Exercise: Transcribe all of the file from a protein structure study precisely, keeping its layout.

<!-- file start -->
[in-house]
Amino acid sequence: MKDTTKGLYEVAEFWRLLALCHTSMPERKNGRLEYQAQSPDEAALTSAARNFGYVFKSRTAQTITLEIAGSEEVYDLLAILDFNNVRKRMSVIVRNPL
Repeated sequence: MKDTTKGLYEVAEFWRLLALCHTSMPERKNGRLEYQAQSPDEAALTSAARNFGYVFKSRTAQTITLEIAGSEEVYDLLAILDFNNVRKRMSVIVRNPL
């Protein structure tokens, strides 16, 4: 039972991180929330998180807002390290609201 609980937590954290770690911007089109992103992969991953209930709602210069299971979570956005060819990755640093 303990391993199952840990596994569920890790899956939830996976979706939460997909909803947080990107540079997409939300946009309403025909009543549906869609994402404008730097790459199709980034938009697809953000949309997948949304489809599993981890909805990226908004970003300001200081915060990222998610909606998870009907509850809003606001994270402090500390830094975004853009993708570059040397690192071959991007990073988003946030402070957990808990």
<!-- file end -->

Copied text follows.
[in-house]
Amino acid sequence: MKDTTKGLYEVAEFWRLLALCHTSMPERKNGRLEYQAQSPDEAALTSAARNFGYVFKSRTAQTITLEIAGSEEVYDLLAILDFNNVRKRMSVIVRNPL
Repeated sequence: MKDTTKGLYEVAEFWRLLALCHTSMPERKNGRLEYQAQSPDEAALTSAARNFGYVFKSRTAQTITLEIAGSEEVYDLLAILDFNNVRKRMSVIVRNPL
């Protein structure tokens, strides 16, 4: 039972991180929330998180807002390290609201 609980937590954290770690911007089109992103992969991953209930709602210069299971979570956005060819990755640093 303990391993199952840990596994569920890790899956939830996976979706939460997909909803947080990107540079997409939300946009309403025909009543549906869609994402404008730097790459199709980034938009697809953000949309997948949304489809599993981890909805990226908004970003300001200081915060990222998610909606998870009907509850809003606001994270402090500390830094975004853009993708570059040397690192071959991007990073988003946030402070957990808990």